PDF Full-text (6957 KB) | HTML Full-text | XML Full-text
Abstract
Narrowly distributed poly(l-lysine-b-N-isopropylacrylamide) (PLL-b-PNIPAM) was prepared through ring-opening polymerization of ε-benzyloxycarbonyl-l-lysine N-carboxy-α-amino anhydride and atom transfer radical polymerization of NIPAM, followed with the removal of ε-benzyloxycarbonyl group. Then gold nanoparticles (AuNPs) grafted
[...] Read more.
Narrowly distributed poly(l-lysine-b-N-isopropylacrylamide) (PLL-b-PNIPAM) was prepared through ring-opening polymerization of ε-benzyloxycarbonyl-l-lysine N-carboxy-α-amino anhydride and atom transfer radical polymerization of NIPAM, followed with the removal of ε-benzyloxycarbonyl group. Then gold nanoparticles (AuNPs) grafted with PLL-b-PNIPAM (PNIPAM-PLL-AuNPs) were obtained by the reduction of chloroauric acid with sodium citrate in the presence of PLL-b-PNIPAM. PNIPAM-PLL-AuNPs and its precursors were thoroughly characterized by proton magnetic resonance spectroscope, Fourier transform infrared spectroscope, UV-vis spectroscope, transmission electron microscopy, dynamic light scattering, thermogravimetric analysis, and circular dichroism. The obtained PNIPAM-PLL-AuNPs exhibited high colloid stability even at strong alkaline (pH = 12) and acidic (pH = 2) conditions. The thermal and pH dual-responsive behaviors of the grafting PLL-b-PNIPAM chains was observed to be affected by AuNPs, while not for the secondary structure of PLL chains. Correspondingly, the surface plasmon resonance (SPR) of AuNPs was found to be sensitive to both pH value and temperature. A blue shift in the SPR happened both with increasing pH value and increasing temperature. The stimuli-response was reversible in heating-cooling cycles. The gold nanoparticles with both pH and temperature response may have potential applications in biomedical areas and biosensors. Full article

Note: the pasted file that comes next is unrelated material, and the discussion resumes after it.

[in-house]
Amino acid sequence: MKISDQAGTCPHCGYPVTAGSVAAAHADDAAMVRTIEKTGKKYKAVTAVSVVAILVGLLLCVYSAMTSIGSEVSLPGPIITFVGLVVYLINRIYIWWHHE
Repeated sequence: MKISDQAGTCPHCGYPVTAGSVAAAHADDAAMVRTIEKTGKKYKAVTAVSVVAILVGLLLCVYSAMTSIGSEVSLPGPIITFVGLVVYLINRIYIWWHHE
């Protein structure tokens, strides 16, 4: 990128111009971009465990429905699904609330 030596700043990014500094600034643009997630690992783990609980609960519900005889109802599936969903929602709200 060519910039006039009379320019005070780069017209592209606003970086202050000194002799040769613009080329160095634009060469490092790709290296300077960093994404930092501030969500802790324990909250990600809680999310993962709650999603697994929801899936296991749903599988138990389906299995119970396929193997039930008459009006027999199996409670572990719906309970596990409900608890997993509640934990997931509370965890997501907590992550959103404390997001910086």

(This article belongs to the Special Issue Stimuli-Responsive Polymeric Materials)
Figures

Graphical abstract

Open AccessArticle An Injectable, Dual Responsive, and Self-Healing Hydrogel Based on Oxidized Sodium Alginate and Hydrazide-Modified Poly(ethyleneglycol)
Molecules 2018, 23(3), 546; https://doi.org/10.3390/molecules23030546
Received: 6 February 2018 / Revised: 21 February 2018 / Accepted: 28 February 2018 / Published: 1 March 2018
Cited by 2 | PDF Full-text (2793 KB) | HTML Full-text | XML Full-text | Supplementary Files
Abstract